Thursday, June 23, 2011

LHQ - Binding - Basics


Note - these instructions are written in LEFTISH.
If you are right-handed - just reverse the directions.

For this demo I assembled a little mini-quilt and some strips for binding

I prepped the binding like I showed you before – and made a little roll


Machine stitch down
Leaving a “tail” of about six inches – for joining the ends later
Start about 2/3 of the way down one side – 1/3 of the way before a corner
(I usually start on the bottom side - and you don't want to start AT a corner - there's too much going on there!)

I like to use my quilting even-feed foot – to attach my quilt binding.
The seam allowance is 3/8” instead of 1/4" and results in the binding being the same width on the front and back – if you cut the strips 2-1/2”.

Some quilters like to use a 1/4" foot so the binding is wider on the back and there is more fabric to fold over – it’s not as tight when they go to hand stitch it down.

Personally - I prefer my bindings to be the same width on the front and back.  I think it looks nicer – just my personal preference, that’s all.


Fold up the bottom – ("bottoms up") - 3/8” – to mark the stopping point
See the 3/8" mark on the right side of the ruler - lined up with the bottom of the piece?
If you were using your 1/4" foot - you would fold it up 1/4" - not 3/8".

Stop at the marked point and backstitch

Remove the quilt from the sewing machine – turn it so that the side you just sewed is on the top – and the second side is on the right - fold the strip up

and then back down – on top of itself - line up the raw edge with the second side

Starting at the top – stitch it down

You can see the fold in the corner – that’s going to be the miter

Fold it up a bit – to see


mainer-meinca uses a one-pin system – check it out – here

I do it a little differently – but not much!

Sew around the quilt – mitering the corners as shown above.

When you get to the end – stop about 6” away from where you started.

Remove the quilt from the machine – you should have about 6” “tails” at both ends.
(Mine are a little short - and it made joining the ends more difficult than it had to be.
You are better off with longer tails - more room to "sew" - mine got a bit tight.)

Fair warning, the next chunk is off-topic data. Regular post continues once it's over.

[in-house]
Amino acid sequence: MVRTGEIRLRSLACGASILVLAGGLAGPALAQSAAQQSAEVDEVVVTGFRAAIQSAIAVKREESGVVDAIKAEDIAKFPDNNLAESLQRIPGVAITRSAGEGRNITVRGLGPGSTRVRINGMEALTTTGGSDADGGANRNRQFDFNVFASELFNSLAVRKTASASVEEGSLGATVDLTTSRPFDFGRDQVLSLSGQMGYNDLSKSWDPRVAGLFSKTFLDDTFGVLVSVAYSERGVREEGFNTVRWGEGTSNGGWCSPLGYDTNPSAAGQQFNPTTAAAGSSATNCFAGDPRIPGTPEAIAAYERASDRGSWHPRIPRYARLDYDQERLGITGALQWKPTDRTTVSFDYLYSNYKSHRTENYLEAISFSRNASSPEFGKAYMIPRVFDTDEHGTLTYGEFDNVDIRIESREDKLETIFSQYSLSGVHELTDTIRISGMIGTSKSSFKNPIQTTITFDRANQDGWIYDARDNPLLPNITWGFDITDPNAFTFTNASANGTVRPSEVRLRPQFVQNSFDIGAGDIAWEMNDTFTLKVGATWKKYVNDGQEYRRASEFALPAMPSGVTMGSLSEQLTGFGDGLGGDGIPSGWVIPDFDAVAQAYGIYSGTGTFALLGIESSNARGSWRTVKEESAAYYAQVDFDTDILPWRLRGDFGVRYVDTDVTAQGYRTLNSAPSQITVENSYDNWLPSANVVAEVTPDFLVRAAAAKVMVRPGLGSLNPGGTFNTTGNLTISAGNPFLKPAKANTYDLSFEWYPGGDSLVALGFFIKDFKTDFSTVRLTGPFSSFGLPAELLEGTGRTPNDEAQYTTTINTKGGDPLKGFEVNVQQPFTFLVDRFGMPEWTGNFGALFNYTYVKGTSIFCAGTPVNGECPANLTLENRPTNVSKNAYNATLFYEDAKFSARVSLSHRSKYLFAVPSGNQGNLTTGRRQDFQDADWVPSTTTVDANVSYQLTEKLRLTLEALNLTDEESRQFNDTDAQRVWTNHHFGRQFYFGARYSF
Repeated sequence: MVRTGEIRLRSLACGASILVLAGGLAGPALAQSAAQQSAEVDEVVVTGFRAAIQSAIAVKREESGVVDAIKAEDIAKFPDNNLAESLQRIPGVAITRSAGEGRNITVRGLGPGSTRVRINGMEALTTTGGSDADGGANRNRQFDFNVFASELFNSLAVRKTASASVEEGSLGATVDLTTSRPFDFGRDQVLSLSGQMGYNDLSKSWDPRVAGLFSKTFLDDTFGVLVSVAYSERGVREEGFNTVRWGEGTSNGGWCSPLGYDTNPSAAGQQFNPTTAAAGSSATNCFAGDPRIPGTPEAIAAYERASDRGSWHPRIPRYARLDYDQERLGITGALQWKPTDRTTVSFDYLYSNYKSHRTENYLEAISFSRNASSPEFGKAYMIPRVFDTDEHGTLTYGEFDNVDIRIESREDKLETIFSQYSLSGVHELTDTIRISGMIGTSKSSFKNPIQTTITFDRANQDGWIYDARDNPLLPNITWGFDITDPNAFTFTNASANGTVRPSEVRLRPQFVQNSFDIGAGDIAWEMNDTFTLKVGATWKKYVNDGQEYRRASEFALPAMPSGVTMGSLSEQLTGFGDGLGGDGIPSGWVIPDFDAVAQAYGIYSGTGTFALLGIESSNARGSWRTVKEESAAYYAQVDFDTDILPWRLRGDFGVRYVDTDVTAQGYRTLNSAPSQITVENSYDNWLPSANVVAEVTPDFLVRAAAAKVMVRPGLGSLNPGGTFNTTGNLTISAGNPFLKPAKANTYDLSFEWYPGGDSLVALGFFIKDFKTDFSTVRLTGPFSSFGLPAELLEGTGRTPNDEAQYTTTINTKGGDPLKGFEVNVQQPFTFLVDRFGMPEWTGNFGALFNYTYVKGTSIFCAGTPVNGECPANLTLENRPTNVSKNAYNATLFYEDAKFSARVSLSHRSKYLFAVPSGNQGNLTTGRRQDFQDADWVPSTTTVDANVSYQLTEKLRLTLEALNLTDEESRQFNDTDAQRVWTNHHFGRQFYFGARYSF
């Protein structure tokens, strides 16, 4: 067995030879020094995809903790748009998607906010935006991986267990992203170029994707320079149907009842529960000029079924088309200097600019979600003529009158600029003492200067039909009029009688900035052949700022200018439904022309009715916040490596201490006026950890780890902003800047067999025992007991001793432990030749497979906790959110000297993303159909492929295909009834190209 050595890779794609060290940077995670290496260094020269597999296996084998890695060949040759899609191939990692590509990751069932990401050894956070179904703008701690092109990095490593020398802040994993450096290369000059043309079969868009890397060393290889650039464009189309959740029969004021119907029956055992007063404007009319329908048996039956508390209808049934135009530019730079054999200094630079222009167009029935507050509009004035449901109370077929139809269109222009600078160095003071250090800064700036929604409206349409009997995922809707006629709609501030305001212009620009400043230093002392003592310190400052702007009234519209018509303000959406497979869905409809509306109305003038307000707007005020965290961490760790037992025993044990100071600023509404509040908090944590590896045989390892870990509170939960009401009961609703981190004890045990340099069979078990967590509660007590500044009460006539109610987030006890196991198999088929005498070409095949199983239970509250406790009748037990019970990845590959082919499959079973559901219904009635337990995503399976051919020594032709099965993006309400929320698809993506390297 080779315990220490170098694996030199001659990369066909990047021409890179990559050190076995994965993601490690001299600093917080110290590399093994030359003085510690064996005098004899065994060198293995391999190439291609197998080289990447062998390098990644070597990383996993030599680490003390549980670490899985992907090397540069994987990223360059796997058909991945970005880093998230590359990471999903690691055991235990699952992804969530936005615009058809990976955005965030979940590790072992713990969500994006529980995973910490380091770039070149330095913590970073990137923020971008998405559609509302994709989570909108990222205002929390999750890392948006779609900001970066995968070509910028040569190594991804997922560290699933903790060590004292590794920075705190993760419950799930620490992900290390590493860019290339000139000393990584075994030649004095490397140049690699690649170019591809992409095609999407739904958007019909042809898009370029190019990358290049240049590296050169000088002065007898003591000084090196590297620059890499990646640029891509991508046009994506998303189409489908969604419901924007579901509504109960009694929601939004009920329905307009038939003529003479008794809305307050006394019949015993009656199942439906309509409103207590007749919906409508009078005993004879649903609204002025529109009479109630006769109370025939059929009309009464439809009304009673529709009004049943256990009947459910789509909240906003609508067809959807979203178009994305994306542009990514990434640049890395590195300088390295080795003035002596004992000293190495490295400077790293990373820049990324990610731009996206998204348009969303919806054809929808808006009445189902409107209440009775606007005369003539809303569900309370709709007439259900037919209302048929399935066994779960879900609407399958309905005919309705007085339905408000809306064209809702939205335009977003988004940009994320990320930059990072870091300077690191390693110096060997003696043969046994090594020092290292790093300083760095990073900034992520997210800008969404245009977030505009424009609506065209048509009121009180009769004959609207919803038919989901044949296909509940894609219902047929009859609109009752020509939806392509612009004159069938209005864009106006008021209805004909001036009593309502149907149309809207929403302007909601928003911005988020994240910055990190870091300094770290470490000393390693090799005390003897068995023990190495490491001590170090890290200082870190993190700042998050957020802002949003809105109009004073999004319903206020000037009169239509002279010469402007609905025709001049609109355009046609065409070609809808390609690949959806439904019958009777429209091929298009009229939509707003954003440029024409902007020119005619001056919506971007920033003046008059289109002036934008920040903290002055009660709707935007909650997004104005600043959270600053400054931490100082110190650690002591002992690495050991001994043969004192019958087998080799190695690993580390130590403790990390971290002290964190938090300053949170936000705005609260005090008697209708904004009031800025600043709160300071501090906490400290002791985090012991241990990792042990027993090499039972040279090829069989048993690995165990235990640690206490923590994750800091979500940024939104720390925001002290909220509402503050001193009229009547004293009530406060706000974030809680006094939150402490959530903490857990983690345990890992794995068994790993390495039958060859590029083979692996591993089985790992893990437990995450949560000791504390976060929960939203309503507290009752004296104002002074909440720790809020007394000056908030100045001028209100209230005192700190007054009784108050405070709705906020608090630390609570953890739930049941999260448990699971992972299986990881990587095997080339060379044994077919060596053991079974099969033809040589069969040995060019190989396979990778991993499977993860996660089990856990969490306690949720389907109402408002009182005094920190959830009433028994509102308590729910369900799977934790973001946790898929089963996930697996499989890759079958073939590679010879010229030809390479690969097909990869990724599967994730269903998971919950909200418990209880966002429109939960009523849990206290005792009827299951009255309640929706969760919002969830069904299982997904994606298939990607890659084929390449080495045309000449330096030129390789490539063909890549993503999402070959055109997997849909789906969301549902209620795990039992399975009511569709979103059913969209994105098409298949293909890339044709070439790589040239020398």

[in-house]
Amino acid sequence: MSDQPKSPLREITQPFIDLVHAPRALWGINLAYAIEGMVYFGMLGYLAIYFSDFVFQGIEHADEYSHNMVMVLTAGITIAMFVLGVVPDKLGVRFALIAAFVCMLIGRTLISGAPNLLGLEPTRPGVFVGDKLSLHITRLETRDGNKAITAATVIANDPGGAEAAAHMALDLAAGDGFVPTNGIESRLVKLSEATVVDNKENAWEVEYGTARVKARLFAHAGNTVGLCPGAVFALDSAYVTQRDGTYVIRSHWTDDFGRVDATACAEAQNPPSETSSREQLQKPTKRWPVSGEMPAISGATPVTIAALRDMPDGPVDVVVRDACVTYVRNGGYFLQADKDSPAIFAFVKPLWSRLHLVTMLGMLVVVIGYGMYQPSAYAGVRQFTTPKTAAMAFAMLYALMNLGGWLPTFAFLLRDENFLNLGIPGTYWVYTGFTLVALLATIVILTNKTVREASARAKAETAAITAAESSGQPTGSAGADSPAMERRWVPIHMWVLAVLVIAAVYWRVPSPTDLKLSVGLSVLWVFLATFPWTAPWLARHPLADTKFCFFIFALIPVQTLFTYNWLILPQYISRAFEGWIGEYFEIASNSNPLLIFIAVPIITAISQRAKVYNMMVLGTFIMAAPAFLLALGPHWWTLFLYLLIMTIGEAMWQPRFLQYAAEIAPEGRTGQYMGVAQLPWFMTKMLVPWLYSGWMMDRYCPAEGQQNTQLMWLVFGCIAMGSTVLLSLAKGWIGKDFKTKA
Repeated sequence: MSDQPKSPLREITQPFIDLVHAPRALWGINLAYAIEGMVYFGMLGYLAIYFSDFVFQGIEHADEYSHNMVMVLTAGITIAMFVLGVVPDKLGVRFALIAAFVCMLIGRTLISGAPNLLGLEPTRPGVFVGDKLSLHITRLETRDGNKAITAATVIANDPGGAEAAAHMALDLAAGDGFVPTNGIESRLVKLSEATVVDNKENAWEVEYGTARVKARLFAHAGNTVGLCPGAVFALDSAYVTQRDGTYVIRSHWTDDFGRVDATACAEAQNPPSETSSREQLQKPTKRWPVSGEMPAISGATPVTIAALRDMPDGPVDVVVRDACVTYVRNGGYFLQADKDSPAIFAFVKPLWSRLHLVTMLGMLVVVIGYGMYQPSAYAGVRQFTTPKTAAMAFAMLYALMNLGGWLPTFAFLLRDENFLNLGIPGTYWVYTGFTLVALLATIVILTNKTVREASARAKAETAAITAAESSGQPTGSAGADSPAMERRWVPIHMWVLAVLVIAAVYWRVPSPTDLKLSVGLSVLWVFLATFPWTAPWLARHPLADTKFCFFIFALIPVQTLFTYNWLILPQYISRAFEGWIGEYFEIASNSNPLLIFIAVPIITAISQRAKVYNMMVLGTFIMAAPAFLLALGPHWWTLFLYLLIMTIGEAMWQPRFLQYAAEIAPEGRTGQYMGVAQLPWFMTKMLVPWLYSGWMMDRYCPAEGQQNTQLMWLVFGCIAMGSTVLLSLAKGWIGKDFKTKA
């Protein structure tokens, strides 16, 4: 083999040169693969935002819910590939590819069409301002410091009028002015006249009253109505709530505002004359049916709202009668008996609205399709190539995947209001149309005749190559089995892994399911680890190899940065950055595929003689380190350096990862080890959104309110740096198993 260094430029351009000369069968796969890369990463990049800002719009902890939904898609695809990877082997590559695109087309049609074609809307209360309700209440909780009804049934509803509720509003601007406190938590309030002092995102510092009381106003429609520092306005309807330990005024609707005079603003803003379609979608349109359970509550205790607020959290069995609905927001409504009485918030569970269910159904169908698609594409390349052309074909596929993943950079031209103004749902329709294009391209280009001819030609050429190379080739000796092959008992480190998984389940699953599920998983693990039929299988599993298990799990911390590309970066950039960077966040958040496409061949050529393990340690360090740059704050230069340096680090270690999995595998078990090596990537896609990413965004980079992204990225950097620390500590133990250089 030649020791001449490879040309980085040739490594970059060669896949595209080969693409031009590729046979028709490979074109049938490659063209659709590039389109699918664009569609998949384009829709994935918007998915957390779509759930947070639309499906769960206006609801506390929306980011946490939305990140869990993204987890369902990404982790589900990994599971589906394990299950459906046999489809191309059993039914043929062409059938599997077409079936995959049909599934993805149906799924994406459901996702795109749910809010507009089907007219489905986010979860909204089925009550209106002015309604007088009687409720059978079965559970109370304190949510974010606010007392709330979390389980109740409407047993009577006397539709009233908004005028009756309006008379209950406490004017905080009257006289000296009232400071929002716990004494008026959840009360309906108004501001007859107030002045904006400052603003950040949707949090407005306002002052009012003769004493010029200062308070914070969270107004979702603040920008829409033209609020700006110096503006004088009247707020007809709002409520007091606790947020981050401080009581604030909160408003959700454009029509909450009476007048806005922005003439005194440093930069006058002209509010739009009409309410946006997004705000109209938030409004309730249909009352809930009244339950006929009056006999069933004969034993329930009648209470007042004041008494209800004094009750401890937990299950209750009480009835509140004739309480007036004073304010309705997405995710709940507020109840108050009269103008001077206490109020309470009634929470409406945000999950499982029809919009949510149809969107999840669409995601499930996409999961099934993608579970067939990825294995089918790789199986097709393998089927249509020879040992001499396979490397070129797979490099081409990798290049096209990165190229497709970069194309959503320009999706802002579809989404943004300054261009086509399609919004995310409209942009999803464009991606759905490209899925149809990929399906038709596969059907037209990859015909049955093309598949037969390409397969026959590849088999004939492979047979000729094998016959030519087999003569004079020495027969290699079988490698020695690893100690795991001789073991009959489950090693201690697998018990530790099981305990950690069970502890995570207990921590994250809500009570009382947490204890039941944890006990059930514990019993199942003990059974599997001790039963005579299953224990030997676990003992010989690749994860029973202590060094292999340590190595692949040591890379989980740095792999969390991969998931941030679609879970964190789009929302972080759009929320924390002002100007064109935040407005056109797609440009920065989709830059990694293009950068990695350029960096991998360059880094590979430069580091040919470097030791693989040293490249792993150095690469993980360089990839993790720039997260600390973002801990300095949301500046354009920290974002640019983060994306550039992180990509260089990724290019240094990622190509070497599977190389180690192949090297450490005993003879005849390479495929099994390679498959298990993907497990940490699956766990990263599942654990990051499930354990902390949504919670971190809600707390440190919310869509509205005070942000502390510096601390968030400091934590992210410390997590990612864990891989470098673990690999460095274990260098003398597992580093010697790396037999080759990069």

The easiest way to join the ends – is to use a straight seam.  That's why I like to use straight seams when I stitch the binding together.  You can find demos of diagonal seam joinings on other blogs - so I won't do it here.  (Diagonal seams are trickier – and you better watch which piece you have on top – or your seam may go the wrong way – ask me how I know!)

Lay the quilt on your pressing surface – fold the binding to “meet in the middle” and press them both.

Open up the binding – pin them together – folding the rest of the quilt out of the way.
(Make sure you pin them the right way.  You want the seam allowances to be on the "inside" - I've done THAT part wrong, too!)

and sew on the crease lines.
(This is where it got tight.)


Take the quilt back to your pressing surface – spread the binding out to see if it fits - and that the seam allowances are on the "inside".  If it doesn’t fit – repin and restitch the seam.
(If you trimmed the seam already - you may not be able to fix it.)

When it fits – trim the seam – press the seam allowance open (like the rest of the binding strips) and finish stitching the binding to the quilt.

After the binding is completely sewn to the quilt – I trim the backing and batting even with the binding all around.

Next up - the "other" side -

Talk to you later – gotta go – gotta sew –


mainer said...

OK! This is how I do it! See my blog:)

Rose said...

I'm going to try this method. I end the strips on the diagonal other than that, much like you do.
Do you backstitch before and after the mitered corner?


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